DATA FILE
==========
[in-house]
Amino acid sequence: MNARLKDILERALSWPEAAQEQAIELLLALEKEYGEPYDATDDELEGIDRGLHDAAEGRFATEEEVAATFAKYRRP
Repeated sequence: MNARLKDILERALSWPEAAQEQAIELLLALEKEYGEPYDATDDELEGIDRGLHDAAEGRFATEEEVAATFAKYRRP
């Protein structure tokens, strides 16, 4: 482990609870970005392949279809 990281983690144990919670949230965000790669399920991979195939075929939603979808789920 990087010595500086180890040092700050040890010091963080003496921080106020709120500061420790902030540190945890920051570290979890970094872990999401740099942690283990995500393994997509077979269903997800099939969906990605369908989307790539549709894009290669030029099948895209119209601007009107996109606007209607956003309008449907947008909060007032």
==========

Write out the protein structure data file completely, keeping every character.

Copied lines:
[in-house]
Amino acid sequence: MNARLKDILERALSWPEAAQEQAIELLLALEKEYGEPYDATDDELEGIDRGLHDAAEGRFATEEEVAATFAKYRRP
Repeated sequence: MNARLKDILERALSWPEAAQEQAIELLLALEKEYGEPYDATDDELEGIDRGLHDAAEGRFATEEEVAATFAKYRRP
């Protein structure tokens, strides 16, 4: 482990609870970005392949279809 990281983690144990919670949230965000790669399920991979195939075929939603979808789920 990087010595500086180890040092700050040890010091963080003496921080106020709120500061420790902030540190945890920051570290979890970094872990999401740099942690283990995500393994997509077979269903997800099939969906990605369908989307790539549709894009290669030029099948895209119209601007009107996109606007209607956003309008449907947008909060007032």